'A historic step': Colombia legalizes abortion up to 24 weeks

Colombia follows Mexico and Argentina as the third country in heavily Catholic Latin America to partially legalize abortion in recent years. Activists celebrated in the streets of Bogotá on Monday after the country’s Constitutional Court announced its ruling.

Fernando Vergara/AP
Abortion-rights activists celebrate after the Constitutional Court decriminalized abortion, lifting all limitations on the procedure until the 24th week of pregnancy, in Bogotá, Colombia, Feb. 21, 2022.

Colombia became the latest country in Latin America to expand access to abortion Monday as the nation’s Constitutional Court voted to legalize the procedure until the 24th week of pregnancy.

The decision by the tribunal of nine judges fell short of the expectations of pro-choice groups that had been pushing for abortion to be completely decriminalized in Colombia. But it was nevertheless described as a historic event by women’s rights groups, which estimate 400,000 women get clandestine abortions in the country each year.

Before the ruling, Colombia allowed abortions only when a woman’s life was in danger, a fetus had malformations, or a pregnancy resulted from rape.

Backed by five of nine judges, Monday’s ruling means women in Colombia will be able to get abortions until the 24th week of their pregnancy without having to provide any justification. After the 24th week of pregnancy, abortion will still face restrictions.

“We were trying to get the complete decriminalization of abortion ... but this is still a historic step,” said Cristina Rosero, a lawyer for the New York-based Center for Reproductive Rights, an advocacy group that was one of five organizations that filed a lawsuit in 2020 to get the high court to review Colombia’s abortions laws.

The lawsuit argued that restrictions on abortion discriminated against women from low income areas for whom it was harder to get legal abortions, because they had less access to doctors, lawyers, or psychologists who could help them prove that carrying out pregnancies would put their health at risk.

Ms. Rosero said the changes made to Colombian law will now make it easier for people of lower income levels to access safe abortions.

“Our challenge now is to ensure that this ruling is implemented,” she said.

Elsewhere in Latin America, Argentina, Uruguay, and Cuba also allow abortions without restrictions until certain stages of pregnancy, while in Mexico a supreme court ruling recently said that women cannot be tried in court for terminating their pregnancies.

Latin America is also a region where some countries prohibit the termination of pregnancy without exception, like in El Salvador, Nicaragua, Honduras, and the Dominican Republic.

In Colombia, where a majority of the population identifies as Roman Catholic, abortion has long been a controversial issue. Judges met several times to review the lawsuit filed by women’s rights groups without voting on it. Meanwhile pro-choice groups waving green flags faced off against pro-life protesters dressed in blue.

Jonathan Silva, an activist for the pro-life group United for Life, said he was surprised by Monday’s decision. “We don’t understand how this happened” he said. “But we will have to stage protests and call on members of congress to regulate abortion.”

A poll conducted last year in Colombia said that 25% of people considered abortion a crime, while 42% disagreed with that statement. In Colombia, women who get illegal abortions can face up to three years in prison.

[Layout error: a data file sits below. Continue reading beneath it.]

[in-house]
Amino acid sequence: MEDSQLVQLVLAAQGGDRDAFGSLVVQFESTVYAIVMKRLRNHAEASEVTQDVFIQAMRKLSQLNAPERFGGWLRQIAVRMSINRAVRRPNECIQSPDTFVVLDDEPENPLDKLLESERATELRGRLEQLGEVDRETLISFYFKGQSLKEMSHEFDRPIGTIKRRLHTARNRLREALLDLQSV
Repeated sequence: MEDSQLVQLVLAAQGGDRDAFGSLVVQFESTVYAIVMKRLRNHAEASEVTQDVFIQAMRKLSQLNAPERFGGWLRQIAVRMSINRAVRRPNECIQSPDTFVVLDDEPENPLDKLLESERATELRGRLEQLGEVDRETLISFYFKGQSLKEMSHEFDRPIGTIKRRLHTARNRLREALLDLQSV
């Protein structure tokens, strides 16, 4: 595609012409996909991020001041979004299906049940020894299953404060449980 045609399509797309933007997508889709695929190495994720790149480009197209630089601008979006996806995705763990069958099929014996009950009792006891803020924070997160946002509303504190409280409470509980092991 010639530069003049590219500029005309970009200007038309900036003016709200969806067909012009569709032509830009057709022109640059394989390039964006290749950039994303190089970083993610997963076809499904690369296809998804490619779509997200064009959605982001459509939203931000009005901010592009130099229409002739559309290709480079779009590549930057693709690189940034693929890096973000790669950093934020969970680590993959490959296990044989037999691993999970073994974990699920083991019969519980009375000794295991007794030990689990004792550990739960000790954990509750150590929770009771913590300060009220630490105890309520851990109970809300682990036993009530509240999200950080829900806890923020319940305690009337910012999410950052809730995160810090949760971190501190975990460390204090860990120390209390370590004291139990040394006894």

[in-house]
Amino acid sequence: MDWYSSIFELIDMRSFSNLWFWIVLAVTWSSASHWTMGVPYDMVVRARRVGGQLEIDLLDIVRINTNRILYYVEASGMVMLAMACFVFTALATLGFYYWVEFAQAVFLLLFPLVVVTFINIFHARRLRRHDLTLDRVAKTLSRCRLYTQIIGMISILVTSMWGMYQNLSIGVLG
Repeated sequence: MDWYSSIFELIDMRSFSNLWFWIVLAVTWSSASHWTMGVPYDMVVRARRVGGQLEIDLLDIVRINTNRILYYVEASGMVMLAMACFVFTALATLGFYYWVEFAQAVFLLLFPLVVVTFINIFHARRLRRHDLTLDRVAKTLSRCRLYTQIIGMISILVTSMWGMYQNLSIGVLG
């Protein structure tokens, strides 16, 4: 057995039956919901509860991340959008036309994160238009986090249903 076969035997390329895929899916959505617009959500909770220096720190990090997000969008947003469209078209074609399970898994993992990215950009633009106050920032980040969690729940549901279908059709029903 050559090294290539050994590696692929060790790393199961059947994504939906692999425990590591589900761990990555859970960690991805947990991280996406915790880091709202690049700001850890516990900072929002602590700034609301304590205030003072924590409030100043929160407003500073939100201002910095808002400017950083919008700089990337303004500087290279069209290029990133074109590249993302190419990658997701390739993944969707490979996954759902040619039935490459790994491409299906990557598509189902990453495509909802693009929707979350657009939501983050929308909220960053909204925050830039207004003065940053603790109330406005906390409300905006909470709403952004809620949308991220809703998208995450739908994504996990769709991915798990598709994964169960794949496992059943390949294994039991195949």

This story was reported by The Associated Press. Material from the Thomson Reuters Foundation was used in this report.

You've read  of  free articles. Subscribe to continue.
Real news can be honest, hopeful, credible, constructive.
What is the Monitor difference? Tackling the tough headlines – with humanity. Listening to sources – with respect. Seeing the story that others are missing by reporting what so often gets overlooked: the values that connect us. That’s Monitor reporting – news that changes how you see the world.

Dear Reader,

About a year ago, I happened upon this statement about the Monitor in the Harvard Business Review – under the charming heading of “do things that don’t interest you”:

“Many things that end up” being meaningful, writes social scientist Joseph Grenny, “have come from conference workshops, articles, or online videos that began as a chore and ended with an insight. My work in Kenya, for example, was heavily influenced by a Christian Science Monitor article I had forced myself to read 10 years earlier. Sometimes, we call things ‘boring’ simply because they lie outside the box we are currently in.”

If you were to come up with a punchline to a joke about the Monitor, that would probably be it. We’re seen as being global, fair, insightful, and perhaps a bit too earnest. We’re the bran muffin of journalism.

But you know what? We change lives. And I’m going to argue that we change lives precisely because we force open that too-small box that most human beings think they live in.

The Monitor is a peculiar little publication that’s hard for the world to figure out. We’re run by a church, but we’re not only for church members and we’re not about converting people. We’re known as being fair even as the world becomes as polarized as at any time since the newspaper’s founding in 1908.

We have a mission beyond circulation, we want to bridge divides. We’re about kicking down the door of thought everywhere and saying, “You are bigger and more capable than you realize. And we can prove it.”

If you’re looking for bran muffin journalism, you can subscribe to the Monitor for $15. You’ll get the Monitor Weekly magazine, the Monitor Daily email, and unlimited access to CSMonitor.com.

QR Code to 'A historic step': Colombia legalizes abortion up to 24 weeks
Read this article in
QR Code to Subscription page
Start your subscription today